Took my orange kinetic recovery strap (GEAR!) and made an X in the road for an areal aid.  Did the same with my tow straps (GEAR!).  Took a nap from 8:15-9:00 in my camping chair (GEAR!) and feet up on the camping table (GEAR!).  Tried the CB radio (GEAR!) and found it dead.  DING!!!  Everything I've added to the Xterra is dead - I must have blown a common fuse!  Looked in the interior fuse panel - checked a couple - not it.  Went under the hood.  Found that where I attached the winch POS lead was at the downstream side of an 80A fuse, and I verified it was blown with my meter.  Great!  Now I'm getting somewhere.  I have wire (GEAR!) - I spooled off about 6 feet of it (22 GA with painted insulation), folded it in half a few times, formed loops at the end, and used my Gerber (GEAR!) to take off the insulation.  With jumper complete, I installed the jumper using my wrench set (GEAR!), tried the ignition, and IT'S ALIVE!!!  I ran the winch (now connected to the positive terminal upstream of the fuse) to retrieve the winch line, and hastily put all my stuff back in the Xterra and left.

Lessons Learned.
1.  Even if you leave your location (and I was 100 yards from the map coordinates above, which I sent my wife, who was in Vegas) with someone, their disbelief that anything could happen will keep them from calling the Sheriff's Office for at least a day.  My son and mother-in-law convinced themselves that I decided to camp overnight, ignoring that it was Sunday night and I had work Monday morning.  I was gone 24 hours before they told my wife and got my coordinates.
2.  I used 5 liters of water and came back dehydrated and 5 lbs lighter.  Even thought I drank water coming back and after I got home, I still had dehydration headache.  Drink more.
3.  That small terminal post may be convenient, but it's the wrong place to attach lights and winches.
4.  Carbo-food is ok, but I sorely missed protein.  I saw the biggest rabbit ever - I think it was the famed Arizona Jackalope.  If I had a rifle, I'd be eating rabbit for lunch.  Need to bring protein on excursions or the means to procure it.  My pistolmanship is nowhere as good as my riflemanship, but if I were out there another day, I would be trying :)  Just bought a SUB-2000 - nice and compact.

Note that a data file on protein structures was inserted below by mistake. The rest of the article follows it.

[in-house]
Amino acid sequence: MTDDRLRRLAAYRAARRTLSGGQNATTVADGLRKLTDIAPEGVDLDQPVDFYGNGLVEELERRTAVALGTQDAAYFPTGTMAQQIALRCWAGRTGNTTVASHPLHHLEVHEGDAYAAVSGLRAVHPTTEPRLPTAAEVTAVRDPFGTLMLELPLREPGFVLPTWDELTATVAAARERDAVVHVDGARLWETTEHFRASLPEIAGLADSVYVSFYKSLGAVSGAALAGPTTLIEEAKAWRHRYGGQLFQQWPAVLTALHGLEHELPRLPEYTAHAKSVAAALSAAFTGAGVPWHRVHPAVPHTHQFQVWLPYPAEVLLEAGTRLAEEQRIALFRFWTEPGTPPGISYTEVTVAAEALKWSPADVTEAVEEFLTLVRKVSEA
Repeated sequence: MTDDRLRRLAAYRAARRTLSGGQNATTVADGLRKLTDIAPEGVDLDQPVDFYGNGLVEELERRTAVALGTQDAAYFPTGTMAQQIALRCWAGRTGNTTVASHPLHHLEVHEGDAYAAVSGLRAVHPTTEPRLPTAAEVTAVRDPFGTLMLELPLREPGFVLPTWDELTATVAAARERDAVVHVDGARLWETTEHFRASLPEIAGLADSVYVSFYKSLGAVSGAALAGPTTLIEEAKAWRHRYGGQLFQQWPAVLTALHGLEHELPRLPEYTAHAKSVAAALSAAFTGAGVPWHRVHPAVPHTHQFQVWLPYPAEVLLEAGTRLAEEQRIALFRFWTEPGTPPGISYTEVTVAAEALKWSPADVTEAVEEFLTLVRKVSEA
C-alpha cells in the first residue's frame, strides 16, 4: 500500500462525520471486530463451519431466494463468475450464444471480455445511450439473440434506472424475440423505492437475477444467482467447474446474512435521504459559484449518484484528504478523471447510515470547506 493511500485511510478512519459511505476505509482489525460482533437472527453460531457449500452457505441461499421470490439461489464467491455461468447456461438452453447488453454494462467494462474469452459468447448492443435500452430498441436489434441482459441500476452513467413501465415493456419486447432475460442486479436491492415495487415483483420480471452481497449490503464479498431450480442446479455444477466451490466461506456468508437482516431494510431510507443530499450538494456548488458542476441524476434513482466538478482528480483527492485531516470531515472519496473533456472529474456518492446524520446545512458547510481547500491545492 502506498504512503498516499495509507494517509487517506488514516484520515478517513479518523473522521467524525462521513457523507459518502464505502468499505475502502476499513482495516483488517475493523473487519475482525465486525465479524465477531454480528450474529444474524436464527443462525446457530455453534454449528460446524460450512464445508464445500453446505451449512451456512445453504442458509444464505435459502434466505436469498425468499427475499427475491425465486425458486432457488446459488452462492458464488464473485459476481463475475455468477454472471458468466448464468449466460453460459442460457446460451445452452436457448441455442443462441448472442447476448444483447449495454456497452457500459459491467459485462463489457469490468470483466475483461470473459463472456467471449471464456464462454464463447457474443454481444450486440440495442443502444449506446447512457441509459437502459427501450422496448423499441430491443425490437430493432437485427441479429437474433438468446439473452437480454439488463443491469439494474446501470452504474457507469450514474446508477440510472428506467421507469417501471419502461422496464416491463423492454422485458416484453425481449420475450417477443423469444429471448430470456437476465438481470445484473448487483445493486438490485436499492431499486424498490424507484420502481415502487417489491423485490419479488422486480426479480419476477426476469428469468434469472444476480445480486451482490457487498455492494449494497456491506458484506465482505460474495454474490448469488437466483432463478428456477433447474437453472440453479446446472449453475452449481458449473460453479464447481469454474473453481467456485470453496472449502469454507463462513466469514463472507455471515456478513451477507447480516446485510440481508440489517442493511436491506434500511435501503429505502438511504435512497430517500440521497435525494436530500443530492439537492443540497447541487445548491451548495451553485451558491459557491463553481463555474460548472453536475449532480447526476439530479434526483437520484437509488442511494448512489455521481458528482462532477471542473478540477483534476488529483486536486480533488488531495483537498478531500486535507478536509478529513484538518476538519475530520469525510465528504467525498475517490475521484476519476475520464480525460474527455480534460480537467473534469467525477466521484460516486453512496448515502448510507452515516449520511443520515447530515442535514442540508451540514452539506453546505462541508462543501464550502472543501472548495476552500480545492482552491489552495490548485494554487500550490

5.  Long-sleeved shirts (GEAR!) and sun-block (GEAR!) are good things to carry.  I had both and used both.
6.  I did not have duct tape nor electrical tape. :(  Remediation complete.
7.  Did not have electrolytes.  Fortunately, the temperature was only 92F the first day and 89F the second, so I didn't sweat too much.
8.  Don't go straight over small steep hills.
9.  Test winches under real load before counting on them.  I performed the initial wind with no problems, but under load, real load, the fuse popped.
10. it doesn't hurt to have something to read.  I found boredom recovering from working in the sun to be the most irritating part of the experience.
 Should have brought a book.
11.  I could have tried finesse and lift the front of the Xterra with my floor jack (GEAR!) and build up the dirt under the wheels.  I could have just dug it out like I had to anyway.  Had I done this, I would not have discovered my wiring error with the winch.
I'm sure there's more, but this is enough.

I got back to cell phone range, called my wife, who called her mom, who called the Yavapai Sheriff's Department who intercepted the Deputy before he made the 90 minute trip for nothing.

pinchel (Rob):
I was going to add to your Facebook post...not going out alone. :) Glad you survived the adventure.

DBAX:
Great write-up and catalog of events. I felt like laughing and calling emergency services all at once.. Sounds as though you were mostly prepared, only advice I can offer and you already know is, angle across those berms. Never take a wall head on..
Glad to hear you're alright, and thanks again for the (hilarious) post.

Thatsgr8 (Scott):
After reading this, I added to my list of survival supplies. Good to hear you made it out ok.


Sent from my iPhone using Tapatalk

AZGeorge:
Yep - lots of lessons learned and that's why I shared.  Still chewing on that humble pie  ; ;D

New fusible link block is $28 at Midway Nissan.  I told the parts guy I saw it online for $24.  He said "We can do that."  Midway now has a new fan.